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Hawaii Electricity Prices To Skyrocket As Final Shipment Of Coal Arrives

Tyler Durden's Photo
by Tyler Durden
Sunday, Jul 31, 2022 - 07:00 PM

Hawaii is receiving its final shipment of coal this week, which Gov. David Ige called a huge step forward in the state’s transition to clean energy. What he meant was that local are about to pay a lot more for basic essentials.

A law put in place a couple of years ago will finally shut down the island’s last coal burning power plant. And since coal is the dirtiest * but cheapest - source of power for Oahu, it means that all else equal, power prices are about to skyrocket.

“In its time, coal was an important resource for Hawai‘i and I’d like to thank the workers who have run our last remaining coal plant,” Ige said in a statement. “Renewable energy projects to replace coal are coming online with more on the way.”

“Even as we face challenges in making this transition, it’s the right move for our communities and planet. Most importantly, it will leave Hawaiʻi a better place for our children and grandchildren.”

So noble, Scandinavian teenagers would approve: there is just one problem: as KHON2’s Always Investigating reports, replacement power projects are behind schedule due to unexpected global events with supply chain issues, so Oahu residents should prepare to pay even more for electricity this fall. In other words, Europe's catastrophic experience with the "Green transition" where an entire continent moved to "energy alternatives" some 30 years before it was ready to replace fossil fuels, is coming to at least one American state.

In the meantime, consumers can either cut back on power, try solar and batteries, or pay more for oil-generated power — which costs as much as five times more than coal.

The Kapolei plant has been Oahu’s largest single generator for three decades, meeting about 16% of the island’s peak electricity demand. Its closure on Sept. 1 means eliminating 180 megawatts of power, or about one-tenth of what Oahu needs. There is no ready replacement for this source of energy which is about to go offline.

But wait, it gets funnier: one year ago, Hawaii was stunned to learn that the "green facility" which is replacing the Kapolei coal plant,  the  185-MW Kapolei Energy Storage Facility, will be charging its "enormous battery" … with oil! In other words, Hawaiians will be trading one fossil fuel (coal) for another, albeit one far more expensive. Or as the chair of PUC, Jay Griffin, complained, Hawaiians are “going from cigarettes to crack."

If there is not enough solar, wind, or battery storage energy to replace the AES plant, HECO would have to use oil instead to charge things like the upcoming 185-megawatt Kapolei Energy Storage Facility,” Pacific Business News reported.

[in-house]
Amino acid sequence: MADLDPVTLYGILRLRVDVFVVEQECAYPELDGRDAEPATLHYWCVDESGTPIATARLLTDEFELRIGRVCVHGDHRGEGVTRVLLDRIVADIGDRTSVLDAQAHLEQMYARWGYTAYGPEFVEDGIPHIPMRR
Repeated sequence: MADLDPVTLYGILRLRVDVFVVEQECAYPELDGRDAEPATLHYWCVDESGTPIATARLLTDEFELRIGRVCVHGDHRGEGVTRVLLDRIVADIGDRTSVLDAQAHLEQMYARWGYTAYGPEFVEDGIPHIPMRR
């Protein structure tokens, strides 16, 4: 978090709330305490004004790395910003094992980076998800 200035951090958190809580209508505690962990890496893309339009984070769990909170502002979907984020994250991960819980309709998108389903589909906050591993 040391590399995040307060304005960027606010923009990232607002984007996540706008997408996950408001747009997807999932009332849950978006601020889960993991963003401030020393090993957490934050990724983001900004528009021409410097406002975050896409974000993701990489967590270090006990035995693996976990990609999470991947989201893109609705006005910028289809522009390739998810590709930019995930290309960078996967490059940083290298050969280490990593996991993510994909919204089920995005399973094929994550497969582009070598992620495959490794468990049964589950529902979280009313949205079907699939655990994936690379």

It’s not a matter of “if,” however. The reality is there’s not enough wind, solar, or battery storage to replace the AES plant. Hawaiian Electric has made this quite clear in recent documents, noting that it would not be able to meet its year-two renewable target (75 percent) for “more than a decade.” - Source FEE Stories

Confused? Here is the simplified schematic:

  1. Oahu is permanently shutting down its final coal plant which provides 10-20% of the island's energy
  2. Its replacement is an energy storage facility which however will need oil to charge its battery
  3. Hawaii is effectively replacing dirty coal power with just as dirty oil power, which however is far more expensive.

Translation:another brilliantly executed "green" revolution, or as FEE put it:

The project is a wonderful demonstration of why we should be wary of giving central planners more power over energy security. It’s an example of a phenomenon explained by Ludwig von Mises: that government policies often have exactly the opposite effect of what was intended.

In an address delivered before the University Club in New York in 1950, the economist explained how government policies often backfire in ways that are predictable. Here is an example he offered:

“The government believes that the price of a definite commodity, e.g., milk, is too high. It wants to make it possible for the poor to give their children more milk. Thus it resorts to a price ceiling and fixes the price of milk at a lower rate than that prevailing on the free market. The result is that the marginal producers of milk, those producing at the highest cost, now incur losses. As no individual farmer or businessman can go on producing at a loss, these marginal producers stop producing and selling milk on the market. They will use their cows and their skill for other more profitable purposes. They will, for example, produce butter, cheese or meat. There will be less milk available for the consumers, not more.”

These outcomes are of course contrary to the intentions of lawmakers, Mises pointed out. They wanted to make it easier for people to purchase milk, not reduce the supply of milk. But the result is the same, he observed, and that is the lesson.

So what can we do about it at home besides getting ready to write bigger checks to Hawaiian Electric Company (HECO)?

HECO vice president Jim Kelly suggests to “really be embracing the idea of conservation,” especially during peak hours. Between 5 p.m. and 9 p.m., don’t be cranking on the air conditioner, taking long showers, running the oven, or whatever else that requires electricity and water. And while blaming Putin might provide a few minutes of gratification, it won't do anything for the accelerated depletion of your bank account.

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